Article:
NMDOH is investigating a case of apparent wound botulism. Courtesy image
The New Mexico Department of Health (NMDOH) is investigating a case of apparent wound botulism in a 21-year-old female from Doña Ana County. The suspected source of infection is contaminated black tar heroin.
The patient injected black tar heroin under the skin, also known as “skin popping.” The woman is hospitalized.
This is the first case of wound botulism that has been reported to NMDOH this year. There was one confirmed cases in Doña Ana County in 2017. It is not known if there are other cases in New Mexico, or neighboring communities of Texas, or the Mexican state of Chihuahua.
“We are asking healthcare providers to carefully consider wound botulism in patients who are showing symptoms, especially if they have a history of injection drug use,” NMDOH Cabinet Secretary Lynn Gallagher said. “People who inject drugs should be aware of the signs and symptoms associated with wound botulism and seek immediate medical attention if they begin to experience any of those signs or symptoms.”
Botulism is a rare but serious paralytic illness caused by a nerve toxin produced by the bacterium Clostridium botulinum. Wound botulism is caused by a toxin produced from an infected wound. Injecting heroin under the skin where there is little or no oxygen available allows the organism to grow and produce a deadly toxin leading to progressive descending muscle paralysis and death.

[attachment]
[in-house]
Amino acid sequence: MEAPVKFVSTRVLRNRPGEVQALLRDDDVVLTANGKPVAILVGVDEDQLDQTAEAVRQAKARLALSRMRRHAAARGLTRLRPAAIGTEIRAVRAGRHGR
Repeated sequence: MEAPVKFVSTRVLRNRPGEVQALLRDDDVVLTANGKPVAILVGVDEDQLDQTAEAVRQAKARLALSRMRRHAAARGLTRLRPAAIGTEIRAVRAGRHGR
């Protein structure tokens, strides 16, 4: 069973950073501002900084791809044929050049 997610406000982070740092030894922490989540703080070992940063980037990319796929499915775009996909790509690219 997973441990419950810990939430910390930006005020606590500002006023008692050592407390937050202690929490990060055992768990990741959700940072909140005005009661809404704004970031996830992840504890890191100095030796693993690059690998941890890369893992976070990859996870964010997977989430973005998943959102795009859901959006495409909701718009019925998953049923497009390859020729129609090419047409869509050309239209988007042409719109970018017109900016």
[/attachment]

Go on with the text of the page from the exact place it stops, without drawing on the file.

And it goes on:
Signs and symptoms of botulism include:
- double vision;
- blurred vision;
- drooping eyelids;
- slurred speech;
- difficulty swallowing;
- dry mouth;
- muscle weakness/descending paralysis; and
- difficulty breathing/shortness of breath.
If left untreated, initial symptoms may progress to include paralysis of the respiratory muscles, arms, legs and trunk with subsequent death.
Anyone with these symptoms and a history of heroin injection should seek medical attention immediately at the nearest emergency room. NMDOH is working with healthcare providers to raise awareness about the issue, as well as with drug outreach and treatment programs so that the drug injecting community is aware of the risks of wound botulism associated with injecting heroin.
In addition, the New Mexico Department of Health recommends:
- All healthcare providers be alert for cases of wound botulism, especially in injection drug users.
- Anyone who suspects botulism call the New Mexico Department of Health at 505-827-0006 so that antitoxin can be obtained from the Centers for Disease Control and Prevention as soon as possible if necessary.
- Warn persons who inject drugs about wound botulism and inform them of the signs and symptoms and the need to seek medical care immediately.
For more information on wound botulism visit the Botulism – Injection Drug Use and Wound website at https://www.cdc.gov/botulism/wound-botulism.html.